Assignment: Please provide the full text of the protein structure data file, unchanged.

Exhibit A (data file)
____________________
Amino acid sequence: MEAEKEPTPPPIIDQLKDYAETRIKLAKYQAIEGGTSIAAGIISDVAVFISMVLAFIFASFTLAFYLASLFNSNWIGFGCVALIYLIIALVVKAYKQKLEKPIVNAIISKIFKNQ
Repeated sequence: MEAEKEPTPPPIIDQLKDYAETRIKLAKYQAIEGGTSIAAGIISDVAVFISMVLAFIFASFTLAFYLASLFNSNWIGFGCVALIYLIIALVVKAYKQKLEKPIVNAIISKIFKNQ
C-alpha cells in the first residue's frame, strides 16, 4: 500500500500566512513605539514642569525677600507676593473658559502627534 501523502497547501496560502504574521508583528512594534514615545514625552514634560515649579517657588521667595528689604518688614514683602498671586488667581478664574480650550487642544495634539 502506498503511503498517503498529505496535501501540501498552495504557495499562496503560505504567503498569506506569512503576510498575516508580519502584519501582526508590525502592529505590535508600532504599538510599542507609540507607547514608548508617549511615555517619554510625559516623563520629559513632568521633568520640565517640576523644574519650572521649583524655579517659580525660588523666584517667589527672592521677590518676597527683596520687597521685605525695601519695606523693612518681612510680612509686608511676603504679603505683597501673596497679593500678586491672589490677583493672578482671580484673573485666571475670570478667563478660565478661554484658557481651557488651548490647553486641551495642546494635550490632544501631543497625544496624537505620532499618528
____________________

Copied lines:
Amino acid sequence: MEAEKEPTPPPIIDQLKDYAETRIKLAKYQAIEGGTSIAAGIISDVAVFISMVLAFIFASFTLAFYLASLFNSNWIGFGCVALIYLIIALVVKAYKQKLEKPIVNAIISKIFKNQ
Repeated sequence: MEAEKEPTPPPIIDQLKDYAETRIKLAKYQAIEGGTSIAAGIISDVAVFISMVLAFIFASFTLAFYLASLFNSNWIGFGCVALIYLIIALVVKAYKQKLEKPIVNAIISKIFKNQ
C-alpha cells in the first residue's frame, strides 16, 4: 500500500500566512513605539514642569525677600507676593473658559502627534 501523502497547501496560502504574521508583528512594534514615545514625552514634560515649579517657588521667595528689604518688614514683602498671586488667581478664574480650550487642544495634539 502506498503511503498517503498529505496535501501540501498552495504557495499562496503560505504567503498569506506569512503576510498575516508580519502584519501582526508590525502592529505590535508600532504599538510599542507609540507607547514608548508617549511615555517619554510625559516623563520629559513632568521633568520640565517640576523644574519650572521649583524655579517659580525660588523666584517667589527672592521677590518676597527683596520687597521685605525695601519695606523693612518681612510680612509686608511676603504679603505683597501673596497679593500678586491672589490677583493672578482671580484673573485666571475670570478667563478660565478661554484658557481651557488651548490647553486641551495642546494635550490632544501631543497625544496624537505620532499618528